Thus there are two opposite lines of error in the moral life. The philosophy of the one is given by Nietzsche, while Tolstoy, in certain extremes of his teaching, represents the other. Nietzsche, I suppose, should be regarded as a symptom, rather than a cause of anything important; but the ancestors of Nietzsche were Goethe and Ibsen, with their splendid gospel of self-realization. Nietzsche, on the contrary, with his contempt for the morality of Christianity as the morality of slaves and weaklings, with his eulogy of the blond brute striding over forgotten multitudes of his weaker fellows to a stultifying isolation apart—Nietzsche is self-realization in the mad-house. It has always seemed to me not without significance that his own life ended there.

On the other hand, when Tolstoy responded to an inquirer that, if he saw a child being attacked by a brutal ruffian, he would not use force to intervene and protect the child: that, too, is non-resistance fit for the insane asylum. One of these is just as far from sane, balanced human morality as the other.

It is a terrible thing to suffer injustice; it is far worse to perpetrate it. If one had to choose between being victim or tyrant, one would always choose to be victim: it is safer for the moral life and there is more recovery afterward. If, however, it is better to suffer injustice than to perpetrate it, better than either is to resist it, fight it and, if possible, overthrow it.

It has been said so many times by extreme pacifists that even sane human beings sometimes take it for granted, that "force never accomplished anything permanent in human history." It is false, and the reasoning by which it is supported involves the most sophistical of fallacies. All depends on who uses the force and the purpose for which it is used. The force employed by tyranny and injustice accomplishes nothing permanent in history. Why? Because tyranny and injustice are in their very nature transient, they are opposed to the moral order of the universe and, in the end, must pass. On the other hand, the force employed on the part of liberty and justice has attained most of the ends of civilization we cherish to-day. The force of the million of mercenaries, collected through Asia and Africa by Darius and Xerxes, to overwhelm a few Greek cities, accomplished nothing permanent in history; but the force of the ten thousand Athenians who fought at Marathon and of the other thousands at Salamis, saved democracy for Europe and made possible the civilization of the Occident. The force employed by King Louis of France to support a tottering throne and continue the exploitation of the people by an idle and selfish aristocratic caste, accomplished nothing permanent in history; but the force of those Frenchmen who marched upon Paris, singing the Marseillaise, made possible the freedom and culture of the last hundred years. The force employed by King George of England, to wring taxes without representation from reluctant colonies, accomplished nothing permanent in history, but the force which, at Bunker Hill and Concord Bridge, "fired the shot heard round the world," achieved the liberty and democracy of the American continent.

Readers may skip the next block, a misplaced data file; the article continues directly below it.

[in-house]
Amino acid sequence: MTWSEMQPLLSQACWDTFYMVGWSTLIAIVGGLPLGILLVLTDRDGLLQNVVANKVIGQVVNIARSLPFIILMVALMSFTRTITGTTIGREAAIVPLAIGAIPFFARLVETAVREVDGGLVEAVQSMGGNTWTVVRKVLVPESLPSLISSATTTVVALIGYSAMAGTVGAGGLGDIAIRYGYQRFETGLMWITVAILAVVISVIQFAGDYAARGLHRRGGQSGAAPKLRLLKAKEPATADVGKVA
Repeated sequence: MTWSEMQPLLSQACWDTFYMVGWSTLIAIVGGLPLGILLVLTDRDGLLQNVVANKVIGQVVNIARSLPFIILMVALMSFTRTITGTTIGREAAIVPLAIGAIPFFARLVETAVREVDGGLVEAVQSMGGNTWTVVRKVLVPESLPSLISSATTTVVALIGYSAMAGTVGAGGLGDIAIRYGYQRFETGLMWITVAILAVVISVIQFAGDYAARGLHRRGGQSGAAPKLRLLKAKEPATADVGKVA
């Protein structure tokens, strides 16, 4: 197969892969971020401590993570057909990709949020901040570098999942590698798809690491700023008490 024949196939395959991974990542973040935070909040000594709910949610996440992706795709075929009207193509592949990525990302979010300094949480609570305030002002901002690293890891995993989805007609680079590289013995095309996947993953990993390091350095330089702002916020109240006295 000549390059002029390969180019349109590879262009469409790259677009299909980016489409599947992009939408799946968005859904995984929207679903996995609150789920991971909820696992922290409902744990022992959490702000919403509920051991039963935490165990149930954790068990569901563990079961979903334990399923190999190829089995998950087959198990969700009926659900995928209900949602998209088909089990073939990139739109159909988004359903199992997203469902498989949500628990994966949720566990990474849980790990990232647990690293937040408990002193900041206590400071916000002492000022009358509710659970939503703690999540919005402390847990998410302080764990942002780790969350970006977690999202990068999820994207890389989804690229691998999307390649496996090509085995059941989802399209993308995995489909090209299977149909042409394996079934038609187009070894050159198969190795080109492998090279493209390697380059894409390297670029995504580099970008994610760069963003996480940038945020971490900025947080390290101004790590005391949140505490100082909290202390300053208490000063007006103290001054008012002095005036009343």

It may be freely admitted that all use of force is a confession of failure to find a better way. If you use force in the education of a child, it is such a confession of failure. So is it if force is used in controlling defectives and criminals, or in adjusting the relations of the nations; but note that the failure may be one for which the individual parent, teacher, society, state or nation is in no degree responsible. Force is a tragic weapon—and the ultimate one.



Since force is still the weapon of international justice, readiness and willingness to use it for defense, when necessary, is then the first condition of fulfilling the aims and serving the causes for which America stands. In other words, since the relations of the nations are still so largely those of individuals under the conditions of frontier life, as with the honest man on the frontier, so for the self-respecting, peace-loving nation to-day, it is well to carry a gun and know how to shoot.

Carrying a gun is a dangerous practice, for two reasons: it may go off in your pocket; you may get drunk and shoot when you ought not. Those are the only two rational arguments against national preparation for defense, in the present state of the world. Let us see. The gun may go off in your pocket: that is, if a strong armament for defense is built up, there is always danger that it may be used internally, against the people, unjustly. That, indeed, has been one of the curses of Europe for a thousand years. It is a grave danger, but recognizing it is partly forestalling it; moreover, we would better face that danger than one far worse. So with the other menace: you may get drunk and shoot when you ought not. Nations get drunk: they get drunk with pride, arrogance, aggressive ambition, revenge, even with panic terror, and so shoot when they should not. This, also, is a grave danger; but here, as well, recognizing it is part way forestalling it, and this danger, too, we would better face than one far more terrible. Moreover, it is armament for the gratification of aggressive ambition, and under the control of the arbitrary authority of a despotic individual or group, that tends to initiate war, not armament solely to defend the liberties of a people.